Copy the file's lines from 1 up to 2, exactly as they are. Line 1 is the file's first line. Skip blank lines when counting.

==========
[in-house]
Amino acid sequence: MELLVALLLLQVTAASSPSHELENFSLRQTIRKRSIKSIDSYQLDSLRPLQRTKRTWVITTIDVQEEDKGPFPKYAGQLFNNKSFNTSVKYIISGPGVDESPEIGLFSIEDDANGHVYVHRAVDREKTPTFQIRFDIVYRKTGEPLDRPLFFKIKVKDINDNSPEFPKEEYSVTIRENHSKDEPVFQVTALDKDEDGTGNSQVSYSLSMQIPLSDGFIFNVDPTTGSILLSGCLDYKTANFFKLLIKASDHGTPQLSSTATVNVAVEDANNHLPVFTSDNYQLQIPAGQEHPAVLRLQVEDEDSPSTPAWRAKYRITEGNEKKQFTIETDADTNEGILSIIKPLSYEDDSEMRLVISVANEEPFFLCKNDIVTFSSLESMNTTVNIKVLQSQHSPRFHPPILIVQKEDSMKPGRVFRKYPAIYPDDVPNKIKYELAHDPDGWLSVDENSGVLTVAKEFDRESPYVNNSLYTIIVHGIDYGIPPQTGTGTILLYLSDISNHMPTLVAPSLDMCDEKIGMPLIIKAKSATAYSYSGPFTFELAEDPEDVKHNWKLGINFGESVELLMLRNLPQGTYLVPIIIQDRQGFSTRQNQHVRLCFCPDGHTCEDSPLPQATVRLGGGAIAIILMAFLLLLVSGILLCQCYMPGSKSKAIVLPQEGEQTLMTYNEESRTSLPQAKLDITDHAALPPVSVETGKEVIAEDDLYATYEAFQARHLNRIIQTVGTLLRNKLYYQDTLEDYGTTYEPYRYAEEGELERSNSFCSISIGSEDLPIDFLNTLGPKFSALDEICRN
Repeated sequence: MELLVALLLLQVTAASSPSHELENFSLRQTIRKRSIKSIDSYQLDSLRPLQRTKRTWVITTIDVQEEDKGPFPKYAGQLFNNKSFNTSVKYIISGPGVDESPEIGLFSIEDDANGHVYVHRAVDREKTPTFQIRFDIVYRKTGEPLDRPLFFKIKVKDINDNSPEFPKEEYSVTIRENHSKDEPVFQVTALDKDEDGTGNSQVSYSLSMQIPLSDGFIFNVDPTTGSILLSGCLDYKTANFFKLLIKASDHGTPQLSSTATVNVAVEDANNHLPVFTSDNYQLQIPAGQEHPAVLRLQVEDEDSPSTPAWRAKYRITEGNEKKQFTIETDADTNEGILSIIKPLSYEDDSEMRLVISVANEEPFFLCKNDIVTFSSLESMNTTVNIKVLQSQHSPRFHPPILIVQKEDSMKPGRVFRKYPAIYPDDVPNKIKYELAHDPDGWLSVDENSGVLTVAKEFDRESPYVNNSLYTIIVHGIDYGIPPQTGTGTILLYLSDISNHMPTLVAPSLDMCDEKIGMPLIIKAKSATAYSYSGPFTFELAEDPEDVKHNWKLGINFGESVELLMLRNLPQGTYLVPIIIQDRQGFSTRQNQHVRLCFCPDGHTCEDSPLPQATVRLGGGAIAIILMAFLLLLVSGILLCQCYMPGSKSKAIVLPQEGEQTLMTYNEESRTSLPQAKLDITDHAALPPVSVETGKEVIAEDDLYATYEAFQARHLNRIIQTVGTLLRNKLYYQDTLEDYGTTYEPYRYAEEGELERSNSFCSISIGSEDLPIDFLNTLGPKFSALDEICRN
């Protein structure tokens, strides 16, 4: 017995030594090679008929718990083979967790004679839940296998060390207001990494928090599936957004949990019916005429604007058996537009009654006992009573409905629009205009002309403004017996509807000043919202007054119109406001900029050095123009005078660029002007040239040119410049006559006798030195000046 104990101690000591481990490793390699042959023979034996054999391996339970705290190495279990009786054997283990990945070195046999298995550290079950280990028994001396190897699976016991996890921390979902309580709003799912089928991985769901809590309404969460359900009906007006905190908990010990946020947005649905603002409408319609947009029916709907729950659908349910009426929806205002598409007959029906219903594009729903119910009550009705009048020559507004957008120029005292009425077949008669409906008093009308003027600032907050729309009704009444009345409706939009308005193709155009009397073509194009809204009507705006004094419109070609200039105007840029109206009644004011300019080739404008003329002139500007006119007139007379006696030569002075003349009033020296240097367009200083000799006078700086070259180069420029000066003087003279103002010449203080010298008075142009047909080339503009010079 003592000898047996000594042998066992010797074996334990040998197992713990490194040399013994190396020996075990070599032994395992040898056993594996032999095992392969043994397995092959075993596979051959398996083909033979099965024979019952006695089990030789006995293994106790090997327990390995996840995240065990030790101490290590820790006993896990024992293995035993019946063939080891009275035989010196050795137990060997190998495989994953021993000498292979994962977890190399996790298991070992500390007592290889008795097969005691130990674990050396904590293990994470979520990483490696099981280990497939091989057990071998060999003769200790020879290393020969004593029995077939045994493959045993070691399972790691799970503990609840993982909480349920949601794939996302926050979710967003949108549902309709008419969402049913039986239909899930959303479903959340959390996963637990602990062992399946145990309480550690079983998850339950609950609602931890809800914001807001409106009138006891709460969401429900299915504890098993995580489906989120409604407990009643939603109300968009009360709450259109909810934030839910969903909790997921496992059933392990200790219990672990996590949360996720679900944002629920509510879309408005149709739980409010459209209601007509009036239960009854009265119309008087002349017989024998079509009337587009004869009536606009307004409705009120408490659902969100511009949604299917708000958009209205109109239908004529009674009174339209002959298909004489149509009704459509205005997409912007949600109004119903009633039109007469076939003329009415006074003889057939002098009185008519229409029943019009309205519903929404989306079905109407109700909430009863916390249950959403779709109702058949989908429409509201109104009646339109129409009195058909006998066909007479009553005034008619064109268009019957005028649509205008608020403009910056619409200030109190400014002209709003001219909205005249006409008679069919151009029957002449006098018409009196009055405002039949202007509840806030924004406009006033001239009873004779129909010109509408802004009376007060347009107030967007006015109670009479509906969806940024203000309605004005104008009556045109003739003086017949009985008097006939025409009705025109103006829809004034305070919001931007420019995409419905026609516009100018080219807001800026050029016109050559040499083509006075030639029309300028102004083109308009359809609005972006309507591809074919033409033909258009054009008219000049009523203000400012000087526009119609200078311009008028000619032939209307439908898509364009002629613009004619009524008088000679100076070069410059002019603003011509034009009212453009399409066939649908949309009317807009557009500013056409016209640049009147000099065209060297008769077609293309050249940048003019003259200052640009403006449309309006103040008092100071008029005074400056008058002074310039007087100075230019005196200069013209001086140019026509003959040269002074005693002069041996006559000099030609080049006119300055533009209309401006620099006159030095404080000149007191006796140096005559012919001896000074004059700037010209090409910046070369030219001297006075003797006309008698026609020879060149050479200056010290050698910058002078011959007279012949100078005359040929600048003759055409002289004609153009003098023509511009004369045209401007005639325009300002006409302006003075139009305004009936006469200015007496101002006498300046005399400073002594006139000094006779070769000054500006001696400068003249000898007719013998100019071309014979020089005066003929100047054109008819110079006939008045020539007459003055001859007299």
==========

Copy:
[in-house]
Amino acid sequence: MELLVALLLLQVTAASSPSHELENFSLRQTIRKRSIKSIDSYQLDSLRPLQRTKRTWVITTIDVQEEDKGPFPKYAGQLFNNKSFNTSVKYIISGPGVDESPEIGLFSIEDDANGHVYVHRAVDREKTPTFQIRFDIVYRKTGEPLDRPLFFKIKVKDINDNSPEFPKEEYSVTIRENHSKDEPVFQVTALDKDEDGTGNSQVSYSLSMQIPLSDGFIFNVDPTTGSILLSGCLDYKTANFFKLLIKASDHGTPQLSSTATVNVAVEDANNHLPVFTSDNYQLQIPAGQEHPAVLRLQVEDEDSPSTPAWRAKYRITEGNEKKQFTIETDADTNEGILSIIKPLSYEDDSEMRLVISVANEEPFFLCKNDIVTFSSLESMNTTVNIKVLQSQHSPRFHPPILIVQKEDSMKPGRVFRKYPAIYPDDVPNKIKYELAHDPDGWLSVDENSGVLTVAKEFDRESPYVNNSLYTIIVHGIDYGIPPQTGTGTILLYLSDISNHMPTLVAPSLDMCDEKIGMPLIIKAKSATAYSYSGPFTFELAEDPEDVKHNWKLGINFGESVELLMLRNLPQGTYLVPIIIQDRQGFSTRQNQHVRLCFCPDGHTCEDSPLPQATVRLGGGAIAIILMAFLLLLVSGILLCQCYMPGSKSKAIVLPQEGEQTLMTYNEESRTSLPQAKLDITDHAALPPVSVETGKEVIAEDDLYATYEAFQARHLNRIIQTVGTLLRNKLYYQDTLEDYGTTYEPYRYAEEGELERSNSFCSISIGSEDLPIDFLNTLGPKFSALDEICRN